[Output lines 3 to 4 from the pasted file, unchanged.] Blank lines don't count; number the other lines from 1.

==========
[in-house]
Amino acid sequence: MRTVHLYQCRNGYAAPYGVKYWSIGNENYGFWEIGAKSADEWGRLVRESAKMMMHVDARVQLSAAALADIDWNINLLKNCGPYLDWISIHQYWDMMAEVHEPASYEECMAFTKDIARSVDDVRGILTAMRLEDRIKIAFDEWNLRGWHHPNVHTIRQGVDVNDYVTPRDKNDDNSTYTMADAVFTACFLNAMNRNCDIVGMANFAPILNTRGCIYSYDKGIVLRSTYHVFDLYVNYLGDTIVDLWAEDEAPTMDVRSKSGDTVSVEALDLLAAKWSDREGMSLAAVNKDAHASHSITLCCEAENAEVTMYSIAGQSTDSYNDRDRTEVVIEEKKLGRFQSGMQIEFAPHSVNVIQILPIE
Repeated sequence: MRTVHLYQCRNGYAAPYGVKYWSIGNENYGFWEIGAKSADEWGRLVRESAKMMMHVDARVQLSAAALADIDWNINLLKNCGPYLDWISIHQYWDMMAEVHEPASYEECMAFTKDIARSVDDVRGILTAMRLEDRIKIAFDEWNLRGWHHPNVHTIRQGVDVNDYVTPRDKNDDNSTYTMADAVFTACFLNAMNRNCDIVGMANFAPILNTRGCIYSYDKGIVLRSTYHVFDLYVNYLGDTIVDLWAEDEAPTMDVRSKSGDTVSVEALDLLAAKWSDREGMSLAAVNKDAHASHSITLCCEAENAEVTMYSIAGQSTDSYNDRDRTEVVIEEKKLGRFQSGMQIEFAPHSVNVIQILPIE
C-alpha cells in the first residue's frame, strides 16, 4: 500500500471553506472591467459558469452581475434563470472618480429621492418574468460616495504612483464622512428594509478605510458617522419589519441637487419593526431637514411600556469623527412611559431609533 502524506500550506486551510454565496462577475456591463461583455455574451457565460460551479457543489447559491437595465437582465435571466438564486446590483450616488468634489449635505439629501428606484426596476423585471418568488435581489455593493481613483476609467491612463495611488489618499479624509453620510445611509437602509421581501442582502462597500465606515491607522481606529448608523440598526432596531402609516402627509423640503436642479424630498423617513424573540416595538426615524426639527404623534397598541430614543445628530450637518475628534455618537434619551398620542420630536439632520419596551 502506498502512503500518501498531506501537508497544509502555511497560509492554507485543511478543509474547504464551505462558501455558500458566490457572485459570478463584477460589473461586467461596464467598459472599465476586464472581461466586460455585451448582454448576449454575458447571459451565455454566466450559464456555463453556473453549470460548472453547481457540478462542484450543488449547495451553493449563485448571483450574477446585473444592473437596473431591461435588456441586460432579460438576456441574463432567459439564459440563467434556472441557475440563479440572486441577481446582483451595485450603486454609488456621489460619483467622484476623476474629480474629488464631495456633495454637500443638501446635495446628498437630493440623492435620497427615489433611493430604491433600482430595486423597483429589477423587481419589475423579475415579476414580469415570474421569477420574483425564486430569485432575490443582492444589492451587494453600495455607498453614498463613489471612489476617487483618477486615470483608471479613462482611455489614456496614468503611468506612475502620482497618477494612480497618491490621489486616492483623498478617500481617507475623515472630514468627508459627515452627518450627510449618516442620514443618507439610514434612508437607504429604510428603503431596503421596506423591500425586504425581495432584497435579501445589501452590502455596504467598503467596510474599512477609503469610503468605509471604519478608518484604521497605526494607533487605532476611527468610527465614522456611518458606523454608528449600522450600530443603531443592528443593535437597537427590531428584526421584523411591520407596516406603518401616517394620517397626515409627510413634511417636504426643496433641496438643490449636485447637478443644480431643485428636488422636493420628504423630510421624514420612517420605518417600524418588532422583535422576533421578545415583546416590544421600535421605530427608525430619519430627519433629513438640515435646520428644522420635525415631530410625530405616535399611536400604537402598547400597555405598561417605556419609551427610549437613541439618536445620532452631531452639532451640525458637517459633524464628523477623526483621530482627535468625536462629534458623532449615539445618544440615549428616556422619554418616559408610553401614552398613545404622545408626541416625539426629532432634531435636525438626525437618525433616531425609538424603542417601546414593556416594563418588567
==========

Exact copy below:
Repeated sequence: MRTVHLYQCRNGYAAPYGVKYWSIGNENYGFWEIGAKSADEWGRLVRESAKMMMHVDARVQLSAAALADIDWNINLLKNCGPYLDWISIHQYWDMMAEVHEPASYEECMAFTKDIARSVDDVRGILTAMRLEDRIKIAFDEWNLRGWHHPNVHTIRQGVDVNDYVTPRDKNDDNSTYTMADAVFTACFLNAMNRNCDIVGMANFAPILNTRGCIYSYDKGIVLRSTYHVFDLYVNYLGDTIVDLWAEDEAPTMDVRSKSGDTVSVEALDLLAAKWSDREGMSLAAVNKDAHASHSITLCCEAENAEVTMYSIAGQSTDSYNDRDRTEVVIEEKKLGRFQSGMQIEFAPHSVNVIQILPIE
C-alpha cells in the first residue's frame, strides 16, 4: 500500500471553506472591467459558469452581475434563470472618480429621492418574468460616495504612483464622512428594509478605510458617522419589519441637487419593526431637514411600556469623527412611559431609533 502524506500550506486551510454565496462577475456591463461583455455574451457565460460551479457543489447559491437595465437582465435571466438564486446590483450616488468634489449635505439629501428606484426596476423585471418568488435581489455593493481613483476609467491612463495611488489618499479624509453620510445611509437602509421581501442582502462597500465606515491607522481606529448608523440598526432596531402609516402627509423640503436642479424630498423617513424573540416595538426615524426639527404623534397598541430614543445628530450637518475628534455618537434619551398620542420630536439632520419596551 502506498502512503500518501498531506501537508497544509502555511497560509492554507485543511478543509474547504464551505462558501455558500458566490457572485459570478463584477460589473461586467461596464467598459472599465476586464472581461466586460455585451448582454448576449454575458447571459451565455454566466450559464456555463453556473453549470460548472453547481457540478462542484450543488449547495451553493449563485448571483450574477446585473444592473437596473431591461435588456441586460432579460438576456441574463432567459439564459440563467434556472441557475440563479440572486441577481446582483451595485450603486454609488456621489460619483467622484476623476474629480474629488464631495456633495454637500443638501446635495446628498437630493440623492435620497427615489433611493430604491433600482430595486423597483429589477423587481419589475423579475415579476414580469415570474421569477420574483425564486430569485432575490443582492444589492451587494453600495455607498453614498463613489471612489476617487483618477486615470483608471479613462482611455489614456496614468503611468506612475502620482497618477494612480497618491490621489486616492483623498478617500481617507475623515472630514468627508459627515452627518450627510449618516442620514443618507439610514434612508437607504429604510428603503431596503421596506423591500425586504425581495432584497435579501445589501452590502455596504467598503467596510474599512477609503469610503468605509471604519478608518484604521497605526494607533487605532476611527468610527465614522456611518458606523454608528449600522450600530443603531443592528443593535437597537427590531428584526421584523411591520407596516406603518401616517394620517397626515409627510413634511417636504426643496433641496438643490449636485447637478443644480431643485428636488422636493420628504423630510421624514420612517420605518417600524418588532422583535422576533421578545415583546416590544421600535421605530427608525430619519430627519433629513438640515435646520428644522420635525415631530410625530405616535399611536400604537402598547400597555405598561417605556419609551427610549437613541439618536445620532452631531452639532451640525458637517459633524464628523477623526483621530482627535468625536462629534458623532449615539445618544440615549428616556422619554418616559408610553401614552398613545404622545408626541416625539426629532432634531435636525438626525437618525433616531425609538424603542417601546414593556416594563418588567